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Tag Archives: Kenya

IPA’s weekly links

Guest post by Jeff Mosenkis of Innovations for Poverty Action. Samia Suluhu Hassan was sworn in as Tanzania’s first woman president, following the death of John Magufuli, known for his denial of COVID-19 in the country. Some speculate the virus was the cause of his death rather than the official announced cause, heart failure. A nice article from Dani Rodrik about how economists can get along with other fields. Known for their breadth and willing to take on many kinds of questions,...

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IPA’s weekly links

Guest post by Jeff Mosenkis of Innovations for Poverty Action. There’s a lot of basic social science documenting humanity’s flaws, biases, and injustices, but less on fixes. The cover of the new issue of Science today features Salma Mousa’s paper using an experiment in post-ISIS Iraq to promote reconciliation between persecuted Christians and their Muslim neighbors (plain language summary here). Using contact theory, she randomly assigned Muslim players to some teams in a Christian soccer...

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IPA’s weekly links

Guest post by Jeff Mosenkis of Innovations for Poverty Action. It’s a little tricky to write links when it feels like things are changing hourly. Here’s the main message to keep in mind for the research community – you can do more than idle your projects. COVID-19 will affect every aspect of development, health, education, entrepreneurship, mobile money, cash transfers, political systems and trust in authority. But, if you have a research expertise in some area of development, now’s the time...

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IPA’s weekly links

Guest post by Jeff Mosenkis of Innovations for Poverty Action. There’s a new evaluation out of the Northern Ghana site of the famous expensive Millennium Villages project most associated with Jeff Sachs. I’m not an expert, but as I understand it, the theory is that an intensive big fix (building new institutions like hospitals and many other things at once) could fix the interdependent problems of poor areas.The thing is that Sachs insisted he knew it would work, and it didn’t need an...

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IPA’s weekly links

Couldn’t make it to Oxford to the CSAE conference? Better call Dave.Guest post by Jeff Mosenkis of Innovations for Poverty Action First, he’s back! David Evans, ensconced in his new digs at the Center for Global Development, brings us a roundup of over 275 papers from the Center for the Study of African Economies (CSAE) conference, in a fancy new expandable format indexed by topic. (Honestly it’s probably better than going to the conference to have someone review all those papers and give...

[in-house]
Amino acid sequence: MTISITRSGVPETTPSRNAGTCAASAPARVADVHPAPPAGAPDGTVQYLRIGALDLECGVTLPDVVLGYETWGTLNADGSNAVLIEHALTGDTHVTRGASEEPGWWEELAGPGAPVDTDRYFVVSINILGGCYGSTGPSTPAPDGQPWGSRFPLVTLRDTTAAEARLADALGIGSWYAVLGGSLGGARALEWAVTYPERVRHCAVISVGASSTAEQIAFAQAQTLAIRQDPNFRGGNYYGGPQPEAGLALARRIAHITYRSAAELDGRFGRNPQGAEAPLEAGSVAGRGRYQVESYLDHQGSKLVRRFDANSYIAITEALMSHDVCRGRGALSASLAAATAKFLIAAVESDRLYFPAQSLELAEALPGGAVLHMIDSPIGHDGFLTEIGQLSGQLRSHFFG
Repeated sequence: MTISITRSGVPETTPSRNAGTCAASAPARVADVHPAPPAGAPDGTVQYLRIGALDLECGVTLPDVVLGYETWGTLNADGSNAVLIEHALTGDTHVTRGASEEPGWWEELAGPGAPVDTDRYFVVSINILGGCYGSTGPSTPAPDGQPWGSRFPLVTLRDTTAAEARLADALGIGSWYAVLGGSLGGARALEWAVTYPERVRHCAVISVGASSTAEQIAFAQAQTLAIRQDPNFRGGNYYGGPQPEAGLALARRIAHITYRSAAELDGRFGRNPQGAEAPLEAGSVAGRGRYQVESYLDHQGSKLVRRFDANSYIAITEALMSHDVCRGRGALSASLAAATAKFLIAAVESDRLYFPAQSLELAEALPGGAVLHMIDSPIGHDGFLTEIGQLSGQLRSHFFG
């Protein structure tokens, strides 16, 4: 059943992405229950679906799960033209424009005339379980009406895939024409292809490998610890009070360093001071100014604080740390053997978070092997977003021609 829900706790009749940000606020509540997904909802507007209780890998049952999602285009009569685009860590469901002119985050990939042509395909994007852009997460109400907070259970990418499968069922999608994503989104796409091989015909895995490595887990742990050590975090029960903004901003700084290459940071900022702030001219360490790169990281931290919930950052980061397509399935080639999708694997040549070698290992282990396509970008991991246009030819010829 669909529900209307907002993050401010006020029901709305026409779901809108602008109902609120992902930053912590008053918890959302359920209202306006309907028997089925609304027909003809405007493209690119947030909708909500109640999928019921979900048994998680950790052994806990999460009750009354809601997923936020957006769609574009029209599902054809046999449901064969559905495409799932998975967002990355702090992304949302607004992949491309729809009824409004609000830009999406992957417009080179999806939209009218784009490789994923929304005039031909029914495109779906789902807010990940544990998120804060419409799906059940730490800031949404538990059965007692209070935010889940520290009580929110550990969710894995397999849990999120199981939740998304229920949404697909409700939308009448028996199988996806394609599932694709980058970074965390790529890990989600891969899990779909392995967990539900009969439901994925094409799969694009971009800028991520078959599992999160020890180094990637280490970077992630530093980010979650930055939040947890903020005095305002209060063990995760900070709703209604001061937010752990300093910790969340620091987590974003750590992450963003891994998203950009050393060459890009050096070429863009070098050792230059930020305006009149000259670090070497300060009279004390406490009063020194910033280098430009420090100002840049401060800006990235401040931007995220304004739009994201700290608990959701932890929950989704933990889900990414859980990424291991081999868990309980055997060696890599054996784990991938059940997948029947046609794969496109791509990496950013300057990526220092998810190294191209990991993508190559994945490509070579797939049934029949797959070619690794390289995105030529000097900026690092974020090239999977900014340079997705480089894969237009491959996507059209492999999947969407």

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IPA’s weekly links

Guest post by Jeff Mosenkis of Innovations for Poverty Action. Field researchers in Uganda strategize before going out to track down cash grant recipients nine years laterIt’s been a big week for cash, with two studies out on cash transfers based on data from my IPA colleagues:Craig McIntosh and Andy Zeitlin worked with IPA, USAID, Catholic Relief Services, and GiveDirectly in Rwanda to compare a standard WASH (water/sanitation/hygiene) and nutrition program to cash. You can read the...

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IPA’s weekly links

Guest post by Jeff Mosenkis of Innovations for Poverty Action. IPA is offering funding for research on ideas about “Peace and Recovery” very broadly defined – looking to test new ideas for counteracting violence (including state and electoral), helping refugees, recovery from humanitarian crises, or countering extremism, and is accepting proposals from Ph.D. students. (The photo above is from research in a Colombian FARC demobilization camp). Expressions of Interest are due NEXT FRIDAY...

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IPA’s weekly links

Guest post by Jeff Mosenkis of Innovations for Poverty Action. “Economists have now settled down into RCTs as just one tool,” Glennerster told Devex. Among academics, the kind J-PAL works to connect with the world’s policymakers, she said, “the trend toward using RCTs is simply part of this bigger movement in economics to care more about where we can really pin down what is causing what we see.” Any critique I’ve seen of RCTs as a method apply in one way or another to any empirical study...

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IPA’s weekly links

Guest post by Jeff Mosenkis of Innovations for Poverty Action. Madina Nalwanga as chess champion Phiona Mutesi in the film Queen of Katwe.Photo: Edward Echwalu/Disney Recognizing that an increasing amount of development policy is being done in developing countries, the prominent British NGO Oxfam is moving its headquarters from the UK to Nairobi. There’s some evidence that being exposed to relatable role models can improve performance in school or at work. A newly-published RCT compared the...

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IPA’s weekly links

Guest post by Jeff Mosenkis of Innovations for Poverty Action. Madina Nalwanga as chess champion Phiona Mutesi in the film Queen of Katwe.Photo: Edward Echwalu/Disney Recognizing that an increasing amount of development policy is being done in developing countries, the prominent British NGO Oxfam is moving its headquarters from the UK to Nairobi. There’s some evidence that being exposed to relatable role models can improve performance in school or at work. A newly-published RCT compared the...

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